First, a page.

other information to email@example.com. The deadline for
inclusion in this fall's newsletter is Friday, August 20, 2021.
*2. 2022 William L. Prosser Award*
This is the first call for nominations for the 2022 William L. Prosser
Award. The award recognizes “outstanding contributions of law teachers in
scholarship, teaching and service” in torts and compensation systems.
Recent recipients include Jack Weinstein, Anita Bernstein, Ken Simons,
Marshall Shapo, Steve Sugarman, Aaron Twerski, Mike Green, James Henderson,
Jane Stapleton, Guido Calabresi, Robert Rabin, Richard Posner, Oscar Gray,
and Dan Dobbs. Past recipients include scholars such as Leon Green, Wex
Malone, and John Wade.
Any law professor is eligible to nominate another law professor for the
award. Nominators can renew past nominations by resubmitting materials.
Living tort scholars and those who have passed away within the last five
years are eligible for the award. Selection of the recipient will be made
by members of the Executive Committee of the Torts & Compensation Systems
section, based on the recommendation of a special selection committee. The
award will be presented at the annual AALS meeting in Washington, D.C. in
Nominations must be accompanied by a brief supporting statement and should
be submitted no later than Friday, July 16, 2021. Please email submissions
to Elizabeth Weeks, firstname.lastname@example.org.
Nora Freeman Engstrom & Elizabeth Weeks
Tuesday, January 12, 2021
I have posted to SSRN Scholars of Tort Law: Professor William Lloyd Prosser (1898-1972). The abstract provides:
This chapter, presented at Oxford at the “Scholars of Tort Law” conference, is concerned with William Prosser, the most important U.S. tort scholar of the twentieth century. Prosser exerted considerable influence on the development of several specific tort doctrines, notably strict products liability, privacy, and intentional infliction of emotional distress. Instead of his well-known contributions to these discrete torts, this chapter focuses more broadly on Prosser’s overall effects, particularly regarding the paramount tort of negligence. Prosser attempted to adjust negligence to two Realist challenges: Realists’ belief in the public nature of seemingly private disputes and the undermining of certainty caused by emphasising the facts of each case. To the first challenge, Prosser reconceptualised the elements of negligence as involving public policy choices. To the second, Prosser attempted to present a negligence formula that was both flexible and predictable. Prosser succeeded in presenting a more flexible negligence formula incorporating public policy factors, but failed in enhancing predictability, with far-reaching consequences for tort law as a compensatory mechanism.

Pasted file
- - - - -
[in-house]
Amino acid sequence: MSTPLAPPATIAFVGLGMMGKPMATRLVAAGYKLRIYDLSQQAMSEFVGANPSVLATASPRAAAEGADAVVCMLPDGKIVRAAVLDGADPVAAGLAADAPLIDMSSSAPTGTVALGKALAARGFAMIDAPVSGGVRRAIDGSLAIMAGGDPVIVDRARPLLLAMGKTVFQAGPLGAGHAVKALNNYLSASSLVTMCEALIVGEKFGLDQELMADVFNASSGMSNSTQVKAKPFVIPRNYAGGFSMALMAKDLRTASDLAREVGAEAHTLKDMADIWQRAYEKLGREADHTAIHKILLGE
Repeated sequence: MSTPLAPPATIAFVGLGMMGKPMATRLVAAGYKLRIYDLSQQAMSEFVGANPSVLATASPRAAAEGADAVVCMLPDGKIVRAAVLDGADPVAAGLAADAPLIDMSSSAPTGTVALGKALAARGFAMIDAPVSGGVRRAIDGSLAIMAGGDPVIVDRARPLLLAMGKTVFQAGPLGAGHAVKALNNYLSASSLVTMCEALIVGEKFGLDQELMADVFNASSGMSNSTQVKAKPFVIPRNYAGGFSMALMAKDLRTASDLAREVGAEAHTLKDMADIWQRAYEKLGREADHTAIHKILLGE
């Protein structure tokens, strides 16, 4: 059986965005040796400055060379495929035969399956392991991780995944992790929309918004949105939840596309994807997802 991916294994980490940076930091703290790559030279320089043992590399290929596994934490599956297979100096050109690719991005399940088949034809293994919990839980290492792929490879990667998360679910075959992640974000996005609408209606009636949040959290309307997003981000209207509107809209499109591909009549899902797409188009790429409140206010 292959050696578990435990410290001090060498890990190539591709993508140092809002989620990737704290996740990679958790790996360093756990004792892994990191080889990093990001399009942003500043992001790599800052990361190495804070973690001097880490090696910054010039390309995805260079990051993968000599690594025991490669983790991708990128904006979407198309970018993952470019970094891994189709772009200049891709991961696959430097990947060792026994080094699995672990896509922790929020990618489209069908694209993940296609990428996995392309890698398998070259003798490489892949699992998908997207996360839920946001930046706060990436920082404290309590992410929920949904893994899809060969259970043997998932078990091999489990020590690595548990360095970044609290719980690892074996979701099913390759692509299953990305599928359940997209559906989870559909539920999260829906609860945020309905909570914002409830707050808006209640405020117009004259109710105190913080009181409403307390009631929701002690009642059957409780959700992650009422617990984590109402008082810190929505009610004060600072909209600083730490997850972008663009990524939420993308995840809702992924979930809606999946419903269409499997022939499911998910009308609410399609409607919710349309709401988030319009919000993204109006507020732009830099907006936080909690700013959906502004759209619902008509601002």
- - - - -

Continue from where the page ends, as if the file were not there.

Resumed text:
Tuesday, December 29, 2020
Donal Nolan has posted to SSRN Scholars of Tort Law: Professor Sir Percy Winfield (1878-1953). The piece comes from a conference at Oxford in 2018 and published as a book last year; the abstract provides:
This chapter is concerned with Sir Percy Winfield, arguably the most influential scholar of the English law of tort in the relatively short history of the subject. The chapter is divided into three main parts. The first part (‘The Life’) consists of a short biography of Winfield. In the second part (‘The Work’), I discuss Winfield’s principal writings on tort law, their reception and their influence. And in the final part (‘The Scholar’), I seek to identify Winfield’s key characteristics as a scholar. I conclude that a number of reasons can be identified for the impact and endurance of Winfield’s writings on tort: his technical brilliance; his intellectual openness; his clear and attractive style; his prescience and forward-thinking approach; his thoroughgoing pragmatism; and a measure of good fortune. Underlying all of this, however, lay an even more basic foundation for his scholarly achievements, namely a profound and very broad knowledge of the common law and its history.
Tuesday, November 24, 2020
Wednesday, May 20, 2020
Wednesday, April 29, 2020
I am sad to announce that Al Calnan, the longtime Southwestern Law School torts professor, passed away on April 20. His passing was unrelated to COVID-19. Al wrote in tort theory and was known as a dynamic teacher. A letter to Southwestern alumni is here. The Southwestern Law Review is dedicating its next issue to Al and Francis McGovern, both of whom spoke at a symposium at Southwestern in February and both of whom have since passed away.
Thursday, February 20, 2020
Tuesday, February 18, 2020
Monday, December 23, 2019
Anita Bernstein's "The Common Law Inside the Female Body" Discussed in Online Symposium at Northwestern Law Review
From the Faculty Lounge:
The Northwestern University Law Review Online has published a symposium issue devoted to Anita Bernstein's book, The Common Law Inside the Female Body (Cambridge University Press 2019), including a response by Professor Bernstein. Here is the publisher's description of the book:
In The Common Law Inside the Female Body, Anita Bernstein explains why lawyers seeking gender progress from primary legal materials should start with the common law. Despite its reputation for supporting conservatism and inequality, today’s common law shares important commitments with feminism, namely in precepts and doctrines that strengthen the freedom of individuals and from there the struggle against the subjugation of women. By re-invigorating both the common law – with a focus on crimes, contracts, torts, and property – and feminist jurisprudence, this highly original work anticipates a vital future for a pair of venerable jurisprudential traditions. It should be read by anyone interested in understanding how the common law delivers an extraordinary degree of liberty and security to all persons – women included.